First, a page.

How do lateral flow tests for covid-19 work?

These cheap tests give results within minutes. They also share a scientific community

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The Economist explains

SIDE FLOW TESTS, reportedly a cheap and quick way to identify the covid-19, hit badly. In September, the World Health Organization said “very few” had undergone “strict” regulatory procedures. In a mass testing pilot in late 2020 in Liverpool, in the north-west of England, antigen tests performed by the American company Innova Medical Group missed 60% of asymptomatic cases – more complex polymerase chain reaction (PCR) tests were detected. Later, some nursing homes in England refused to use the tests due to concerns about their accuracy. But lateral flow tests remain at the heart of the British government’s strategy to stop the virus from spreading. From April 9, everyone in the country will be offered free test kits twice a week. How do lateral flow tests work and are they reliable?

Lateral flow tests were already widely used before SARS-CoV-2, the virus that causes covid-19, appeared. Their most common use is in pregnancy tests, where they detect the hormone present in the urine of pregnant women. They can analyze other body fluids such as blood and saliva, as well as other substances such as food. As for the detection of covid-19, the lateral flow test takes a swab of a sample of mucus from a person’s nose or throat. This is dipped into a test tube containing the sample dilution solution and then placed at one end of the porous strip in the test cartridge. As the sample is drawn along the strip by capillary action, it encounters a line of antibodies (proteins also found in the body’s immune system) designed to recognize SARS-CoV-2 antigens (specific proteins found only on the surface of the virus) and bind to them. As with a positive pregnancy test, if a colored band appears on the bar, it indicates a covid-19 infection.

Two major advantages of lateral flow tests are speed and simplicity. They give results within ten to 30 minutes, and can be easily performed outside the lab, unlike PCR tests that look for the entire genetic sequence of a virus, not its antigens. They are also cheaper than PCR tests. According to the analysis Which?, a consumer publication, a private PCR test in Britain costs an average of £ 120 ($ 165), compared to about half the price for a private side-flow test. But there are questions about the accuracy of the lateral flow test. To judge this, scientists consider two elements: specificity (the proportion of tests that correctly give negative results for people who do not have covid-19) and sensitivity (the proportion of tests that correctly give positive results for people who do so). Data collected through the British Testing and Monitoring System show that lateral flow tests have a specificity of at least 99.9%. This is high, but still means that on average one in every 1,000 tests will give a false positive result.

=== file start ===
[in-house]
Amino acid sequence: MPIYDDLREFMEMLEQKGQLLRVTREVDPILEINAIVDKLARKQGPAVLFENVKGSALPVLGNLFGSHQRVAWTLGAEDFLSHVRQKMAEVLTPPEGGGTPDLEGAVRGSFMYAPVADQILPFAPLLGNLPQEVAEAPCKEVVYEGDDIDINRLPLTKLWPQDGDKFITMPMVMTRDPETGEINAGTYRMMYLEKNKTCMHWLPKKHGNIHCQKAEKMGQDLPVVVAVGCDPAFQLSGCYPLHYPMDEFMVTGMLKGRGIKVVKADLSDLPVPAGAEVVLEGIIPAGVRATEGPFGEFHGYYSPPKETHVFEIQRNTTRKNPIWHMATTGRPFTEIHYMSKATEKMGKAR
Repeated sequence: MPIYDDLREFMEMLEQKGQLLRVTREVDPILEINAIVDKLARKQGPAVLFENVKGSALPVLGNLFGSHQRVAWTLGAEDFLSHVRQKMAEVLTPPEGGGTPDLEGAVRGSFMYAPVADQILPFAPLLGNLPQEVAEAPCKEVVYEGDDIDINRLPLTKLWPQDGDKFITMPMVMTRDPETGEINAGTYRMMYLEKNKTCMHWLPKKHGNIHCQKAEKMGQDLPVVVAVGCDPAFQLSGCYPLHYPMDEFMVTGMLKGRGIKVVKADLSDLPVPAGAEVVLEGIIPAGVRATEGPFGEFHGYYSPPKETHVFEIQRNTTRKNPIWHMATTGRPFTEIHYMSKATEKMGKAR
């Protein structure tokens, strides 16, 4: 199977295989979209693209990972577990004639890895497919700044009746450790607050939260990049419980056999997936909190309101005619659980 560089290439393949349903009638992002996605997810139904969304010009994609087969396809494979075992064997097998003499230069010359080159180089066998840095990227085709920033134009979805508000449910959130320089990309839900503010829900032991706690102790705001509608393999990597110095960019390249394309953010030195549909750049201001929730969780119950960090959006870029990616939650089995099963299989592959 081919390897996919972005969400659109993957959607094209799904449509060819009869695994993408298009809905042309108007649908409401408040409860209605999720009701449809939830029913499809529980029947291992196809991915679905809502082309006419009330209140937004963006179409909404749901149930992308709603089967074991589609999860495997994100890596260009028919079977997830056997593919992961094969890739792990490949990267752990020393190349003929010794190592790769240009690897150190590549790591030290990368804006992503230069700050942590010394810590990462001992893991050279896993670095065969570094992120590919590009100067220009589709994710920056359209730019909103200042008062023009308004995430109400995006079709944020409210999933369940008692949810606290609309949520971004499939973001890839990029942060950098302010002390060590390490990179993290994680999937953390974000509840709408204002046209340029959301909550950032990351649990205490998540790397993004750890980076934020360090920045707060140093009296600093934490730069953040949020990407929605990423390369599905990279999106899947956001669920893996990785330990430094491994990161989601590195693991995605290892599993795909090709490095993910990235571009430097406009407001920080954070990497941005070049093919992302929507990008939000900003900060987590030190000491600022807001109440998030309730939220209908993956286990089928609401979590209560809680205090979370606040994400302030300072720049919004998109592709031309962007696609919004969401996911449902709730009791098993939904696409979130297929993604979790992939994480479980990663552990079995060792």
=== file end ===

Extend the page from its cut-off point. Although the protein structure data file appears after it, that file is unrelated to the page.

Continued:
And lateral flow tests are less sensitive than PCR tests. If an infected person does not produce enough antigen, which is usually the case at the beginning or end of the infection, the test may give a false negative result. Another problem is that the sample probe must work deep enough in the throat or nose. Research conducted by Oxford University and Public Health England shows that the sensitivity of tests to PCR tests dropped from 79.2% in the laboratory to 57.5% when performed by self-trained members of the public.

Lateral flow tests are best in identifying highly contagious individuals. This makes them useful in the fight against covid-19, even if they are not perfect. The sooner cases are detected, the greater the chances of reducing the spread of infections. But rapid testing alone is not enough to control a pandemic. This must go hand in hand with other testing methods and measures such as social exclusion and vaccination.

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